diagram of creative services unicornWhich is better: specialization or generalization when you’re ready to make marketing magic? Depending on who you read, watch, listen, or talk to, you’ll get a different answer. When it comes to marketing staff, some hiring managers swear by specialization, others prefer a generalist. But what if the correct answer is both when it comes to building your marketing team?

You need both

I’ve been a creative marketing professional for my entire career. I started out as a graphic designer and worked my way up to creative director in the publishing world. When print media began to fade away, I pivoted into digital marketing. I helped build thiving brands in the fitness, wellness, and outdoor industries. I also did freelance journalism work for consumer and trade publishers and penned a column for a digital magazine on the side.

Clients noticed my writing and began to request copywriting of me, so I began to move my side hustle to the center of my business. I began ghostwriting thought-leadership content for mission-driven business leaders with plenty of wisdom to share and stories to tell, but without the time or aptitude to write themselves.

This wasn’t a trajectory I planned; it was born of necessity. Business—especially in industries like publishing and marketing—is changing faster than ever before. One must be scrappy and resourceful and acquire new skills and expertise even to remain relevant, never mind making magic happen.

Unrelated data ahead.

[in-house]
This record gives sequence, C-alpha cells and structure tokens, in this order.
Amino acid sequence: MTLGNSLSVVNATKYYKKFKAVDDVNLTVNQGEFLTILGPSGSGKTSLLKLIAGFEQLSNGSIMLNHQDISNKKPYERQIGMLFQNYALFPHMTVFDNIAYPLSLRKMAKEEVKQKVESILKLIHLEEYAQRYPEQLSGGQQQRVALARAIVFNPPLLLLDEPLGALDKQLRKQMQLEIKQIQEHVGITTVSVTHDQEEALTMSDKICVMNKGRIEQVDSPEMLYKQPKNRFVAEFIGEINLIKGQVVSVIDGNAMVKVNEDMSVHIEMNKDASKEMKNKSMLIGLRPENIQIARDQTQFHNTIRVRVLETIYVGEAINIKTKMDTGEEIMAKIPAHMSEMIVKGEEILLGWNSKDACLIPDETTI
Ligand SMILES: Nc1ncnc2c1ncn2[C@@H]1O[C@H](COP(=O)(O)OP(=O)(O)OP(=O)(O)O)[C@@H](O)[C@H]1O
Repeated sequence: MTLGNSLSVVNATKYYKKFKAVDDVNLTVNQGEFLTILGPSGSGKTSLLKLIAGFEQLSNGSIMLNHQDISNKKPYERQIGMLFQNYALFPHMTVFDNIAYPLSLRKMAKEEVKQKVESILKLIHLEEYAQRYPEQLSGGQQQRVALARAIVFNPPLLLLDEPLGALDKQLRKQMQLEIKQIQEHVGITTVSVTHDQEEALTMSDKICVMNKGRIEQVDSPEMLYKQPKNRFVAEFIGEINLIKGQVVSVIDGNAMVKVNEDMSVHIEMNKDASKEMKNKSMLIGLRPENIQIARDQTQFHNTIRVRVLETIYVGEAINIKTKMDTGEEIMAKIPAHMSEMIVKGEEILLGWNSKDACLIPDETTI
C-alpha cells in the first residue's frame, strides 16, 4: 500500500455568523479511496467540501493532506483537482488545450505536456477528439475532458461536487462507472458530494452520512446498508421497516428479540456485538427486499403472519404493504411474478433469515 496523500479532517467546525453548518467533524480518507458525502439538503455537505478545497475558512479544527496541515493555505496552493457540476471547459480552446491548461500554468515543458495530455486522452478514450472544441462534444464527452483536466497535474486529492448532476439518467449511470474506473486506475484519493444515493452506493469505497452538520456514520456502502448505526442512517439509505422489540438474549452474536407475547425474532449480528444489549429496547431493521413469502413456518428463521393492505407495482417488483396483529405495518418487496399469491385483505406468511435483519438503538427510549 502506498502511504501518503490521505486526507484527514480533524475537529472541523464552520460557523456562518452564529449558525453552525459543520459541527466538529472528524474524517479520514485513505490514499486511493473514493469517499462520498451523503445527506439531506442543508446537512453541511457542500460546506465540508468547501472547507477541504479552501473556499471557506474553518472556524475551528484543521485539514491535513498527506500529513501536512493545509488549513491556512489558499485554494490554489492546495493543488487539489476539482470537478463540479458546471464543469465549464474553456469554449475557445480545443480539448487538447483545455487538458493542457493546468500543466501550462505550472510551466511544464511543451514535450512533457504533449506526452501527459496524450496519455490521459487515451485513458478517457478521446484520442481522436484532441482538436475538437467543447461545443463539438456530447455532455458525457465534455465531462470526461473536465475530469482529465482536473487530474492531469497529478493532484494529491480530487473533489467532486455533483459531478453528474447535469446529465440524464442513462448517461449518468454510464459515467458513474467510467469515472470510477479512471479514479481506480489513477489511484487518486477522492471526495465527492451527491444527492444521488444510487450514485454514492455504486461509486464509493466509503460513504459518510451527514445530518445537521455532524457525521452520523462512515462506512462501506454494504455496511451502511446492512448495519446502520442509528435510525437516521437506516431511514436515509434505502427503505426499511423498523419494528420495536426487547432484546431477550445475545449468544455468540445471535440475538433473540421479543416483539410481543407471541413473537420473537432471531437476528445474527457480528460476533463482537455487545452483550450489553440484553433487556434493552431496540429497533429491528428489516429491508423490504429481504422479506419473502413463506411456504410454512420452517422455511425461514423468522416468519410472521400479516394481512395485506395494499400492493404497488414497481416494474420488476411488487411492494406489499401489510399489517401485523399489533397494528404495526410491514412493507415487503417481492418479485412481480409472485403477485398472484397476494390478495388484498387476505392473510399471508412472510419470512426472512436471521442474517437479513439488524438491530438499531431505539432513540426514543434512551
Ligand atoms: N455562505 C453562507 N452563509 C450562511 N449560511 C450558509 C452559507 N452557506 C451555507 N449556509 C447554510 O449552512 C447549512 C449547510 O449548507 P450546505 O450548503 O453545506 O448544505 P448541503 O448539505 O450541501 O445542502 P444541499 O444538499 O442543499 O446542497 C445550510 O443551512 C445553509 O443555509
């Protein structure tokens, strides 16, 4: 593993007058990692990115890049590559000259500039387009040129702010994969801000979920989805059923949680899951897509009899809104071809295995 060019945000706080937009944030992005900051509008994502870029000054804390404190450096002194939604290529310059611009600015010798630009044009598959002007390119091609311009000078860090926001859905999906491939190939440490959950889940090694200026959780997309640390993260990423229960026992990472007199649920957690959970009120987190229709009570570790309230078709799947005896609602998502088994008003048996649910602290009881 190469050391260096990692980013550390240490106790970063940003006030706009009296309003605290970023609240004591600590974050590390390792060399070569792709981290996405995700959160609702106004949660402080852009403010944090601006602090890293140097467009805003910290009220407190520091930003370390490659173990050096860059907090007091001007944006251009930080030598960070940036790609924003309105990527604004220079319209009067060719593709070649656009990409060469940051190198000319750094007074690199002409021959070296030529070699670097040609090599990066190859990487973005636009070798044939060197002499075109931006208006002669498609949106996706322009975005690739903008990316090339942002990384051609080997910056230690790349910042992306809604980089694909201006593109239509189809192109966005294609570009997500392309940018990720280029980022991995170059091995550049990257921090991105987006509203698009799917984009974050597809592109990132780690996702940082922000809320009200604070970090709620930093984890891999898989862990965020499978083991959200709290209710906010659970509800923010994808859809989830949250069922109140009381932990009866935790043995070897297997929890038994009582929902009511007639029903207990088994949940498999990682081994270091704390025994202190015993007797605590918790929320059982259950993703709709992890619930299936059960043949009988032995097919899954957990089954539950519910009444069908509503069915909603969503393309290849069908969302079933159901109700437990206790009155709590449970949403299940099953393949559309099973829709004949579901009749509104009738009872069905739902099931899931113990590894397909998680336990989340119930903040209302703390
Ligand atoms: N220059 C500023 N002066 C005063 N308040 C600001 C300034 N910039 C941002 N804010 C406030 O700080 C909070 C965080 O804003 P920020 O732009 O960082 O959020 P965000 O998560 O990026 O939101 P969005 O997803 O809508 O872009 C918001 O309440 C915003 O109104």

In short, you have to be a unicorn to stay alive. And those scrappy unicorns can make some of the best outsourcing resources for a growing business.

expert generalist diagram

Meet the Expert Generalist

The Unicorn, aka the Expert Generalist, is one whose knowledge and experience is broad and versatile, with specialized expertise in one or two areas. Most commonly used in the agile software development world, this approach is a boon to cost-conscious startups and businesses looking to get the most bang for their buck. The Expert Generalist is one who can develop a marketing strategy and plan, develop concepts, direct and execute creative, oversee various campaigns and channels, and steer content.

I’m by no means suggesting you don’t need a team to execute your marketing magic goals successfully. Expecting one person to wear all the hats is too much. Many early stage startups get by with a fractional marketing director who works with a team of contractors. Some manage to find an elusive unicorn who can not only provide strategy, but also execution, or at least some of it.

In other words, adding an Expert Generalist to your team magnifies the magic that can happen exponentially.

Make magic happen*

I founded Allied Independent in part because I wanted to continue to provide marketing and PR value for mission-driven businesses, but I myself no longer want to wear all the hats.

Recognizing my strength as a writer and strategist (and a bona fide logophile), these are now the projects I focus on while occasionally donning my Creative Director bonnet when there’s a great brand fit.

For all other marketing magic, I rely on a team of crackerjack experts in social media, web design, and digital marketing. Together, we create a veritable Swiss Army Knife of creative and marketing capabilities (and we’re sharp, too).

When faced with the question of whether to go wide or go deep engaging a marketing agency or professional, I say do both. And remember, all marketing engagements are a collaboration. Find an agency who “gets” you. One that understands your values and goals and is excited to work with you.

*BTW, marketing isn’t magic. It’s part science, part art, and (this is our specialty) part heart.